As India goes to the polls social media is awash with disinformation, fake news, trolls and bots in what is Facebook and WhatsApp’s biggest market (MANJUNATH KIRAN)

Hong Kong (AFP) – AFP’s fact-check service debunks misinformation spread online. As India holds the world’s biggest election, social media is awash with disinformation and fake news. Here is a selection of some of our recent poll-related fact-checks.

1. The Modi “tsumani”

A photo of a huge crowd gathered in front of Prime Minister Narendra Modi was shared in multiple Facebook posts in April 2019 with a claim that a “tsunami” of people had attended an event to support him. But the image was doctored from a 2017 photo of a swearing-in ceremony for a Bharatiya Janata Party (BJP) politician in Himachal Pradesh, which Modi attended. Parts of the crowd seen in the photo were cloned using photo editing software to make it appear that more people had attended the event than actually had.

2.  Pakistan flag myths

A video of a rally for India’s main opposition party, the Indian National Congress, was shared on Facebook and YouTube alongside claims it showed someone waving the national flag of arch-rival Pakistan. But the flag in fact is that of an Indian political party, the Indian Union Muslim League (IUML), which shares the same green and white colours. A separate post shared a photo of a green building with a white star and crescent painted on its side and claimed it was a Congress office in Kerala. But the building belonged to IUML.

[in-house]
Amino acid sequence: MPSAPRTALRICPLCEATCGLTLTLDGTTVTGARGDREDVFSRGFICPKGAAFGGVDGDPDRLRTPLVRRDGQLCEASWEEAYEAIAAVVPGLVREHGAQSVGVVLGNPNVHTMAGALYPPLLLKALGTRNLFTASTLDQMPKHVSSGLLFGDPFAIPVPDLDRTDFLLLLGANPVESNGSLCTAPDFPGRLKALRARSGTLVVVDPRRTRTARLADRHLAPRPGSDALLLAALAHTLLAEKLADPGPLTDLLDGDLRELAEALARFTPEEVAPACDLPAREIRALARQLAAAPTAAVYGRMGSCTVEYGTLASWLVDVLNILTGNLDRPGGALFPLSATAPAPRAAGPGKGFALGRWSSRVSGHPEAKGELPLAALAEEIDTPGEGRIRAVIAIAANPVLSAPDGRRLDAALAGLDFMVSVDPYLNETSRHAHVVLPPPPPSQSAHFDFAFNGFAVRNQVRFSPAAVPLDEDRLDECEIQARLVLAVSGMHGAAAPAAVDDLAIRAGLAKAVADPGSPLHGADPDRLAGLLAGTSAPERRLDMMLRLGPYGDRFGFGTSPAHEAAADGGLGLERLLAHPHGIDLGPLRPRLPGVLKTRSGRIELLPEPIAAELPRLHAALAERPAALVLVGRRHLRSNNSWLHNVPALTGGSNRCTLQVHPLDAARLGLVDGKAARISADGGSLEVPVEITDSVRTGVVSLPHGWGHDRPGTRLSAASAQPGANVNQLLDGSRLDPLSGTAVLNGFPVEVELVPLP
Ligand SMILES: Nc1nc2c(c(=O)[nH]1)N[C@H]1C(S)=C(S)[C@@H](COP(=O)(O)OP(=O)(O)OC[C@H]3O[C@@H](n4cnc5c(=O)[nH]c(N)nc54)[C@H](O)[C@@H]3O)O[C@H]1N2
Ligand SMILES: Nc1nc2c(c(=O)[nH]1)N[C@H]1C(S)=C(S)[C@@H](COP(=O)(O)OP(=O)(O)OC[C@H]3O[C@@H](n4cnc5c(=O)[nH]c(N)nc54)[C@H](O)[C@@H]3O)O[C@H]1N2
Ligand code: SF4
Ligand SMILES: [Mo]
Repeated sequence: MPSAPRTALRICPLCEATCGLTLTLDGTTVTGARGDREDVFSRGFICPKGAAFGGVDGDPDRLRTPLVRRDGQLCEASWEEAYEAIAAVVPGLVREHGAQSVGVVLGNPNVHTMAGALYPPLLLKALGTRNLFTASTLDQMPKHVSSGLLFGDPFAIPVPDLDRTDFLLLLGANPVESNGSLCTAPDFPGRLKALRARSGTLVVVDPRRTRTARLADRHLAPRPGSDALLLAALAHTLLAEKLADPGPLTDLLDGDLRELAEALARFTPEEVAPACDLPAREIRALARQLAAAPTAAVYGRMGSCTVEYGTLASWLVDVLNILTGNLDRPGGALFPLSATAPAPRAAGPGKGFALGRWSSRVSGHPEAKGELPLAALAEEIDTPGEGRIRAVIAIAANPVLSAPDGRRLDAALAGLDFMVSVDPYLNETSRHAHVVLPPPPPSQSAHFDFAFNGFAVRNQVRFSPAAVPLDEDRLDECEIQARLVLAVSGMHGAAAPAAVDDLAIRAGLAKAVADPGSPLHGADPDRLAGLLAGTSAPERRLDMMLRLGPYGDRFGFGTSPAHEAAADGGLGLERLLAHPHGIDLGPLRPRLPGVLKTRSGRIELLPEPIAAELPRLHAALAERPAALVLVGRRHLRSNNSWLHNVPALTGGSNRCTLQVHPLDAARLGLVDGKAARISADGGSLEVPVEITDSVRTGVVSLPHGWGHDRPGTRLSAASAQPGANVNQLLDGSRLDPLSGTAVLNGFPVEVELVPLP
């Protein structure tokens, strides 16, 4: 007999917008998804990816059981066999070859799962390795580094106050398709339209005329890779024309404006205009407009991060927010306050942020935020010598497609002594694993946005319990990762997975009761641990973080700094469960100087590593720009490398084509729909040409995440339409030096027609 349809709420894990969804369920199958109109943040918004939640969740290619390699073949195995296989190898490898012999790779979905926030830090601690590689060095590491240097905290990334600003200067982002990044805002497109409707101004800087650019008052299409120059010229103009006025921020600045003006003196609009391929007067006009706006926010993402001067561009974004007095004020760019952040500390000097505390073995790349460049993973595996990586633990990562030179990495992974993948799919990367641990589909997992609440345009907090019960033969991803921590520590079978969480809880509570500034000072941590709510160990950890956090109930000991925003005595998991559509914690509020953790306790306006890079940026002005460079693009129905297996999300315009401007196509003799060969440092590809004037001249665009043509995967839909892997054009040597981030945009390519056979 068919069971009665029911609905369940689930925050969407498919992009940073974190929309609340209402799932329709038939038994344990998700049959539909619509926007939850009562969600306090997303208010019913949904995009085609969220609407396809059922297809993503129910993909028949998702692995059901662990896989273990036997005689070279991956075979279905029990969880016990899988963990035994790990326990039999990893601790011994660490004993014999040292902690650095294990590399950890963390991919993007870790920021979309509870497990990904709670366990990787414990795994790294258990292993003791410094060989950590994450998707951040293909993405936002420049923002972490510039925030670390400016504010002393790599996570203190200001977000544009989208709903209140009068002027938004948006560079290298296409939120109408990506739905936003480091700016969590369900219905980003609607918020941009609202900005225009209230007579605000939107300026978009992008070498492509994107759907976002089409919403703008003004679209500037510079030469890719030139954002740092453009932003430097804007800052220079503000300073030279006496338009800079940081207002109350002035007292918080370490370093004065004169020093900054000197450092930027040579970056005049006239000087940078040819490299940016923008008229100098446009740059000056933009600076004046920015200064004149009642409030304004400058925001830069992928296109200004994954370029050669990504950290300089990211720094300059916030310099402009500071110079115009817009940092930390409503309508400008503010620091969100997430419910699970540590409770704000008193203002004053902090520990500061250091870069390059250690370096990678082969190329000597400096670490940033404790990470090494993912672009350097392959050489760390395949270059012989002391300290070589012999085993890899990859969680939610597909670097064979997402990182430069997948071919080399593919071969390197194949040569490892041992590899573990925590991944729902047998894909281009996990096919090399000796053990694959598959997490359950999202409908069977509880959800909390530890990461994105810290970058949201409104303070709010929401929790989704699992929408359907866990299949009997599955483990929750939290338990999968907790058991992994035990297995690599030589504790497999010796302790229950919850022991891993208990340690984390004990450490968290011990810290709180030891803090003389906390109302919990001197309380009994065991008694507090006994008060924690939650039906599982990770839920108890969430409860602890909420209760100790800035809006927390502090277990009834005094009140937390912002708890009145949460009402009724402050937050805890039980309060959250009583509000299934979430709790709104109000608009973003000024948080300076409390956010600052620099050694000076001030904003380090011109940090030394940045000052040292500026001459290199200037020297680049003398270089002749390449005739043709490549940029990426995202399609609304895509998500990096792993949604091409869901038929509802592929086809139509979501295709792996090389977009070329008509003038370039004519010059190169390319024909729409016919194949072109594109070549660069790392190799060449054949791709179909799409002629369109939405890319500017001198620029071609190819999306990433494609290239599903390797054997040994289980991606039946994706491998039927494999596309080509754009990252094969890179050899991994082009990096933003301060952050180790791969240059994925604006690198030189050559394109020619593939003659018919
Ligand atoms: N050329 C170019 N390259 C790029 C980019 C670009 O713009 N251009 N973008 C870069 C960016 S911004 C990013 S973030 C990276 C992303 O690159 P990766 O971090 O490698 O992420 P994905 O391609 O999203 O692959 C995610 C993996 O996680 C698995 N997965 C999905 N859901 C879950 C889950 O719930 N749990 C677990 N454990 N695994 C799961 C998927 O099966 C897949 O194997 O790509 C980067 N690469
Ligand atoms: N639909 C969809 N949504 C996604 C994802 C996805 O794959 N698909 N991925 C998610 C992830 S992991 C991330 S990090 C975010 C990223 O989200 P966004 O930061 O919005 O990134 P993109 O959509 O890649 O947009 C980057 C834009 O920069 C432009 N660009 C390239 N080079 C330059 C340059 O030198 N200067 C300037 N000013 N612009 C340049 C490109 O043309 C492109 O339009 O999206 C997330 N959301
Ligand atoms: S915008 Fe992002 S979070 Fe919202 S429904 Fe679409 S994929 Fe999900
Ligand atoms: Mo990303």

3. Sonia Gandhi’s feet

Multiple Facebook and Twitter posts contain a photo which appears to show Indian Prime Minister Narendra Modi touching the feet of Sonia Gandhi, former chief the Indian National Congress. The photo has been doctored from a 2013 image by the Press Trust of India news agency which actually shows Modi touching the feet of a senior member of the ruling BJP.

4. A BJP motorcade?

Multiple posts on Facebook, Twitter, YouTube and WhatsApp contain a video, which has been viewed tens of thousands of times, showing an ambulance stopped at a police blockade. The posts claim the emergency vehicle was held up by police in order to allow BJP politician Manoj Tiwari’s motorcade to pass. The claims are false; the video is from 2017 and shows an ambulance delayed by a motorcade while then-Malaysian prime minister Najib Razak was visiting Delhi.

5. Electoral fraud hoax

A video which appeared to show electronic voting machines being transported was shared alongside a claim that the BJP conspired with election authorities to tamper with the 2019 ballot. But the claim was false; the footage has circulated online since 2018 and it shows an incident over voting machines used in an Indian state election.


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Disclaimer: Validity of the above story is for 7 Days from original date of publishing. Source: AFP.